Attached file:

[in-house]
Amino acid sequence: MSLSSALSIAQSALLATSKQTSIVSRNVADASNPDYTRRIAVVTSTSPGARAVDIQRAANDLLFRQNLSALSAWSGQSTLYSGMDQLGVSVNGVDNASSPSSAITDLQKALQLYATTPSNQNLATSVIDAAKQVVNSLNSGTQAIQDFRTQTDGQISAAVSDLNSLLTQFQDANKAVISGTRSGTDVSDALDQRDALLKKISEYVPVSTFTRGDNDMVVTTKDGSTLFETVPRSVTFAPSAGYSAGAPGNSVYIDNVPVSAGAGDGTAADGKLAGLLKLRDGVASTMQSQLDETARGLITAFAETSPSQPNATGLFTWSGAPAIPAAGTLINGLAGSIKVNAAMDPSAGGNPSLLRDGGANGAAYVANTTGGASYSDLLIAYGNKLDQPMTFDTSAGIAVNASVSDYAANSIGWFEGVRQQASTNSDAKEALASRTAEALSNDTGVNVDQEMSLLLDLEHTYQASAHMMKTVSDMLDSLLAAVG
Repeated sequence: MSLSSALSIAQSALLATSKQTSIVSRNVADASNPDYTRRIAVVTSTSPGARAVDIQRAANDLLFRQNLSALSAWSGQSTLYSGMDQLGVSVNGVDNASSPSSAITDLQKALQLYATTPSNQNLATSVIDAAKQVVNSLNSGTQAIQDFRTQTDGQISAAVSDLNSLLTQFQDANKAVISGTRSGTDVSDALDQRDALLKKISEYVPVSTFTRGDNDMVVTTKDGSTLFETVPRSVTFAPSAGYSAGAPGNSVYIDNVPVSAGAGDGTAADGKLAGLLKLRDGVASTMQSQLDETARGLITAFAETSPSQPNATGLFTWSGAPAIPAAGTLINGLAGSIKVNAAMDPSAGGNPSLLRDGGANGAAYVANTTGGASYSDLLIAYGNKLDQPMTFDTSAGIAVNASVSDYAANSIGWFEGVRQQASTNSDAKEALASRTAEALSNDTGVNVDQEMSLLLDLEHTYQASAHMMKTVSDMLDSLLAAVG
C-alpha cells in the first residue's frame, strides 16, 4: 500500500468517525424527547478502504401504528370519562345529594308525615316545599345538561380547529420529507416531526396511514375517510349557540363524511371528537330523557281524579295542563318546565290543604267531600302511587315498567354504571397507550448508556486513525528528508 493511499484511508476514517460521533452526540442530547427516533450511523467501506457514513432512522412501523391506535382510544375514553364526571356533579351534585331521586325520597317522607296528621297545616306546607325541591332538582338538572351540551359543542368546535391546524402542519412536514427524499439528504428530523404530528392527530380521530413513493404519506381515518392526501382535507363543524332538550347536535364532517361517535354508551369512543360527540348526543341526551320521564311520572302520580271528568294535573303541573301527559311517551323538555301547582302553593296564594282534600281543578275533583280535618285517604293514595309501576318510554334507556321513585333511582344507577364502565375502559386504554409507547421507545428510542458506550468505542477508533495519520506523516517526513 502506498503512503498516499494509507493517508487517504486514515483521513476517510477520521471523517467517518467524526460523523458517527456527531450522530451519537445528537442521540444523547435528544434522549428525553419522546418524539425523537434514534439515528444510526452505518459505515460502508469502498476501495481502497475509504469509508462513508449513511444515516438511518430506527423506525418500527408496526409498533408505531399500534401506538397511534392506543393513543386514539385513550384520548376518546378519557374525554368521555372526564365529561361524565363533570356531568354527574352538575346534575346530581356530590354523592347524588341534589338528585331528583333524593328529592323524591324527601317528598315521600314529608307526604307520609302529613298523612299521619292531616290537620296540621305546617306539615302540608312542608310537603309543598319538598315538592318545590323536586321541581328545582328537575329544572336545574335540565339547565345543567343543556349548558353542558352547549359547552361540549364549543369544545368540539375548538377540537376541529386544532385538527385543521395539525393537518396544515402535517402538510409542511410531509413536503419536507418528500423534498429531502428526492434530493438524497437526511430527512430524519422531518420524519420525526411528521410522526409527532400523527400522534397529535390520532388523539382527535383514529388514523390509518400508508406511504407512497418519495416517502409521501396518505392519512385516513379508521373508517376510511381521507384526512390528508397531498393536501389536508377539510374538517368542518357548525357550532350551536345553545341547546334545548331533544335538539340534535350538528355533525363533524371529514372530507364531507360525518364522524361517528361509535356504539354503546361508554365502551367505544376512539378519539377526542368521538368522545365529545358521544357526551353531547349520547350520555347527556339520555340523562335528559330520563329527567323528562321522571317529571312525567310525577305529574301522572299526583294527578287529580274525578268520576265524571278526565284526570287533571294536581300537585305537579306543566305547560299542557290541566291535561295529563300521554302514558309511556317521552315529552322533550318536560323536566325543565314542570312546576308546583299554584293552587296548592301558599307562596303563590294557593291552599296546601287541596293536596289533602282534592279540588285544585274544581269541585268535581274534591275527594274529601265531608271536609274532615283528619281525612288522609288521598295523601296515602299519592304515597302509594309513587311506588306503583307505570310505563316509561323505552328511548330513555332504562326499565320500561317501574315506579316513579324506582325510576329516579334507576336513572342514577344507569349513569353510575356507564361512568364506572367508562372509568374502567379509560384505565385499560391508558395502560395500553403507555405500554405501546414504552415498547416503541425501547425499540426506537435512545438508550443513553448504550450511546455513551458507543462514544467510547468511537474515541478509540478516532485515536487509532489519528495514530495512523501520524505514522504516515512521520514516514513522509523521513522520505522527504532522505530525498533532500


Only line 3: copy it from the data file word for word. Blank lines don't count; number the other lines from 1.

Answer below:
Repeated sequence: MSLSSALSIAQSALLATSKQTSIVSRNVADASNPDYTRRIAVVTSTSPGARAVDIQRAANDLLFRQNLSALSAWSGQSTLYSGMDQLGVSVNGVDNASSPSSAITDLQKALQLYATTPSNQNLATSVIDAAKQVVNSLNSGTQAIQDFRTQTDGQISAAVSDLNSLLTQFQDANKAVISGTRSGTDVSDALDQRDALLKKISEYVPVSTFTRGDNDMVVTTKDGSTLFETVPRSVTFAPSAGYSAGAPGNSVYIDNVPVSAGAGDGTAADGKLAGLLKLRDGVASTMQSQLDETARGLITAFAETSPSQPNATGLFTWSGAPAIPAAGTLINGLAGSIKVNAAMDPSAGGNPSLLRDGGANGAAYVANTTGGASYSDLLIAYGNKLDQPMTFDTSAGIAVNASVSDYAANSIGWFEGVRQQASTNSDAKEALASRTAEALSNDTGVNVDQEMSLLLDLEHTYQASAHMMKTVSDMLDSLLAAVG